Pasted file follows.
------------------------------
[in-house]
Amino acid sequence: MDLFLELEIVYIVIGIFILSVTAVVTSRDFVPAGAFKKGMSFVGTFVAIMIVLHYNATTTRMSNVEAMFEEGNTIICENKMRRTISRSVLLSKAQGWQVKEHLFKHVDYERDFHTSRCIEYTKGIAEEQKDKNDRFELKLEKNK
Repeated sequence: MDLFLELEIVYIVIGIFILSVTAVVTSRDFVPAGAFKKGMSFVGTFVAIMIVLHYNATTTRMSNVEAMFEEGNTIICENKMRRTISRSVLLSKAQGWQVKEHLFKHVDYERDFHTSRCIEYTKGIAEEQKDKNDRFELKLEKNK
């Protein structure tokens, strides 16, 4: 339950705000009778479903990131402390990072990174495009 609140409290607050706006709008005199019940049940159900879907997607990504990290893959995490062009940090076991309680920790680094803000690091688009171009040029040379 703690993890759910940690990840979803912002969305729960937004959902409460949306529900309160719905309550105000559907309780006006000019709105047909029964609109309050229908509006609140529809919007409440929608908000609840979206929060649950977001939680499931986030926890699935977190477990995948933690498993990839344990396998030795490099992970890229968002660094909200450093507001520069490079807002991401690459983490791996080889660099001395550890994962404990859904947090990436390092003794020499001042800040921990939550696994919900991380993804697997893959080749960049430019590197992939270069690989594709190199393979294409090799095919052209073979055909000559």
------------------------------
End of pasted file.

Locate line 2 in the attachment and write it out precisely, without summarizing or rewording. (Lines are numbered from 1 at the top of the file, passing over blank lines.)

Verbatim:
Amino acid sequence: MDLFLELEIVYIVIGIFILSVTAVVTSRDFVPAGAFKKGMSFVGTFVAIMIVLHYNATTTRMSNVEAMFEEGNTIICENKMRRTISRSVLLSKAQGWQVKEHLFKHVDYERDFHTSRCIEYTKGIAEEQKDKNDRFELKLEKNK